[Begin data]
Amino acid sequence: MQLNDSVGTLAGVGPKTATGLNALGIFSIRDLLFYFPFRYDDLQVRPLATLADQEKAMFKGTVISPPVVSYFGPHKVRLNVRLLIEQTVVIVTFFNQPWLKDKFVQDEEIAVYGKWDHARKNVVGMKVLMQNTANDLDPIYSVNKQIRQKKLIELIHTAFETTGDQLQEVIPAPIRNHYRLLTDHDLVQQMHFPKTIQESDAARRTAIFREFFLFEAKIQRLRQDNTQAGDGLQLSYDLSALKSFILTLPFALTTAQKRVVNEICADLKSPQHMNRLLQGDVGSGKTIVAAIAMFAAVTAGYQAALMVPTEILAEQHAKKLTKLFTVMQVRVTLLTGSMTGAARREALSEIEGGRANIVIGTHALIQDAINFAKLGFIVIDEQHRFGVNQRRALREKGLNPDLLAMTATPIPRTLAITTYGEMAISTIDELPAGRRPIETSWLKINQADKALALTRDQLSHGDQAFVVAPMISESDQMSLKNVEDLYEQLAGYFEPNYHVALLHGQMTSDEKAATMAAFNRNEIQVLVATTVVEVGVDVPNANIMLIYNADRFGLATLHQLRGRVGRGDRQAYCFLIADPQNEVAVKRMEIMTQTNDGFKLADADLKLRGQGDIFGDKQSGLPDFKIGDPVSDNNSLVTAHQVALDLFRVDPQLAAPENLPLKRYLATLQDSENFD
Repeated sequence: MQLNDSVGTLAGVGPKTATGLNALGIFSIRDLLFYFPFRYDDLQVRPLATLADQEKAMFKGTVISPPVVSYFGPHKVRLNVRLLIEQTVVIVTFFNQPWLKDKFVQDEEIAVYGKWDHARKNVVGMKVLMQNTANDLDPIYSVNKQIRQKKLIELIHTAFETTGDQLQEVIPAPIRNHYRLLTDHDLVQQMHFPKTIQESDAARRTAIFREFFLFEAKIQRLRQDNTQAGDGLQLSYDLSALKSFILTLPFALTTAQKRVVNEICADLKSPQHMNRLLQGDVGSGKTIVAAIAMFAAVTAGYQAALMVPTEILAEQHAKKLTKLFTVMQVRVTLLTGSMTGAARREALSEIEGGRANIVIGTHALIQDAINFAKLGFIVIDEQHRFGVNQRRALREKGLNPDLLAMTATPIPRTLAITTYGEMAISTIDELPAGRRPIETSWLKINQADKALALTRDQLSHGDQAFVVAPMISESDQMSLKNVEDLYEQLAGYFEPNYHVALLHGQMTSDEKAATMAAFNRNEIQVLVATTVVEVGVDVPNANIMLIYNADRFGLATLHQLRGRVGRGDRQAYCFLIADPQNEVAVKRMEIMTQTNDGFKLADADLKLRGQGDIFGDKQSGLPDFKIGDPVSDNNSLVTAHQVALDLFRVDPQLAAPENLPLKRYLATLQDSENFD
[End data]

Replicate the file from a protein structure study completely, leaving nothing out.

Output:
Amino acid sequence: MQLNDSVGTLAGVGPKTATGLNALGIFSIRDLLFYFPFRYDDLQVRPLATLADQEKAMFKGTVISPPVVSYFGPHKVRLNVRLLIEQTVVIVTFFNQPWLKDKFVQDEEIAVYGKWDHARKNVVGMKVLMQNTANDLDPIYSVNKQIRQKKLIELIHTAFETTGDQLQEVIPAPIRNHYRLLTDHDLVQQMHFPKTIQESDAARRTAIFREFFLFEAKIQRLRQDNTQAGDGLQLSYDLSALKSFILTLPFALTTAQKRVVNEICADLKSPQHMNRLLQGDVGSGKTIVAAIAMFAAVTAGYQAALMVPTEILAEQHAKKLTKLFTVMQVRVTLLTGSMTGAARREALSEIEGGRANIVIGTHALIQDAINFAKLGFIVIDEQHRFGVNQRRALREKGLNPDLLAMTATPIPRTLAITTYGEMAISTIDELPAGRRPIETSWLKINQADKALALTRDQLSHGDQAFVVAPMISESDQMSLKNVEDLYEQLAGYFEPNYHVALLHGQMTSDEKAATMAAFNRNEIQVLVATTVVEVGVDVPNANIMLIYNADRFGLATLHQLRGRVGRGDRQAYCFLIADPQNEVAVKRMEIMTQTNDGFKLADADLKLRGQGDIFGDKQSGLPDFKIGDPVSDNNSLVTAHQVALDLFRVDPQLAAPENLPLKRYLATLQDSENFD
Repeated sequence: MQLNDSVGTLAGVGPKTATGLNALGIFSIRDLLFYFPFRYDDLQVRPLATLADQEKAMFKGTVISPPVVSYFGPHKVRLNVRLLIEQTVVIVTFFNQPWLKDKFVQDEEIAVYGKWDHARKNVVGMKVLMQNTANDLDPIYSVNKQIRQKKLIELIHTAFETTGDQLQEVIPAPIRNHYRLLTDHDLVQQMHFPKTIQESDAARRTAIFREFFLFEAKIQRLRQDNTQAGDGLQLSYDLSALKSFILTLPFALTTAQKRVVNEICADLKSPQHMNRLLQGDVGSGKTIVAAIAMFAAVTAGYQAALMVPTEILAEQHAKKLTKLFTVMQVRVTLLTGSMTGAARREALSEIEGGRANIVIGTHALIQDAINFAKLGFIVIDEQHRFGVNQRRALREKGLNPDLLAMTATPIPRTLAITTYGEMAISTIDELPAGRRPIETSWLKINQADKALALTRDQLSHGDQAFVVAPMISESDQMSLKNVEDLYEQLAGYFEPNYHVALLHGQMTSDEKAATMAAFNRNEIQVLVATTVVEVGVDVPNANIMLIYNADRFGLATLHQLRGRVGRGDRQAYCFLIADPQNEVAVKRMEIMTQTNDGFKLADADLKLRGQGDIFGDKQSGLPDFKIGDPVSDNNSLVTAHQVALDLFRVDPQLAAPENLPLKRYLATLQDSENFD